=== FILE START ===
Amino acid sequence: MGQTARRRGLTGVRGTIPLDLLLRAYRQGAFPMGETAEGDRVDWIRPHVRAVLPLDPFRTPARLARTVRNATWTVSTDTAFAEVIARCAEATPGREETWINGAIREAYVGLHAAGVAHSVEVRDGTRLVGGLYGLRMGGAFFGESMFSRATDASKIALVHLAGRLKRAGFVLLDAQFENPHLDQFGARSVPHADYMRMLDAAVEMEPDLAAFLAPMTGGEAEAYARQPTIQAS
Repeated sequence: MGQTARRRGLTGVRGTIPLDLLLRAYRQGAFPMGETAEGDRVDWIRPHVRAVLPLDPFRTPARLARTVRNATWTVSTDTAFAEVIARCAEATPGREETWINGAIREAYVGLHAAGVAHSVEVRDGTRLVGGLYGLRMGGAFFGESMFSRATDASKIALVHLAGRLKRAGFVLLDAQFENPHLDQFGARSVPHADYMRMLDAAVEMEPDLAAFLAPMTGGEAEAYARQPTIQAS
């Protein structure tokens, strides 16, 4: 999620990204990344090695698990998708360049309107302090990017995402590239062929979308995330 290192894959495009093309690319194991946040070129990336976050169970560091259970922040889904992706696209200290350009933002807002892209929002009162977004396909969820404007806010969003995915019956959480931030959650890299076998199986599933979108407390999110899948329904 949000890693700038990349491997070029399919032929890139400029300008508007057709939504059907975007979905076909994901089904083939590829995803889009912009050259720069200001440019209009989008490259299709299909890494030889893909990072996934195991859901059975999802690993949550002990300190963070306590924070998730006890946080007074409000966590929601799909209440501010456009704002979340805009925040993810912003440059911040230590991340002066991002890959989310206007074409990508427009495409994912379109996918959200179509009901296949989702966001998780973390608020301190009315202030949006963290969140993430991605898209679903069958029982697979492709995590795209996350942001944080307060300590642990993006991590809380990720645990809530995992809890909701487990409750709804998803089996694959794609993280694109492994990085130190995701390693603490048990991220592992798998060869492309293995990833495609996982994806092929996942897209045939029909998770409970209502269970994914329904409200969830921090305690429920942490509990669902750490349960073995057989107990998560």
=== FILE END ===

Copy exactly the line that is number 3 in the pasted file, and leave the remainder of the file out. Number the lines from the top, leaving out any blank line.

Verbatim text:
């Protein structure tokens, strides 16, 4: 999620990204990344090695698990998708360049309107302090990017995402590239062929979308995330 290192894959495009093309690319194991946040070129990336976050169970560091259970922040889904992706696209200290350009933002807002892209929002009162977004396909969820404007806010969003995915019956959480931030959650890299076998199986599933979108407390999110899948329904 949000890693700038990349491997070029399919032929890139400029300008508007057709939504059907975007979905076909994901089904083939590829995803889009912009050259720069200001440019209009989008490259299709299909890494030889893909990072996934195991859901059975999802690993949550002990300190963070306590924070998730006890946080007074409000966590929601799909209440501010456009704002979340805009925040993810912003440059911040230590991340002066991002890959989310206007074409990508427009495409994912379109996918959200179509009901296949989702966001998780973390608020301190009315202030949006963290969140993430991605898209679903069958029982697979492709995590795209996350942001944080307060300590642990993006991590809380990720645990809530995992809890909701487990409750709804998803089996694959794609993280694109492994990085130190995701390693603490048990991220592992798998060869492309293995990833495609996982994806092929996942897209045939029909998770409970209502269970994914329904409200969830921090305690429920942490509990669902750490349960073995057989107990998560």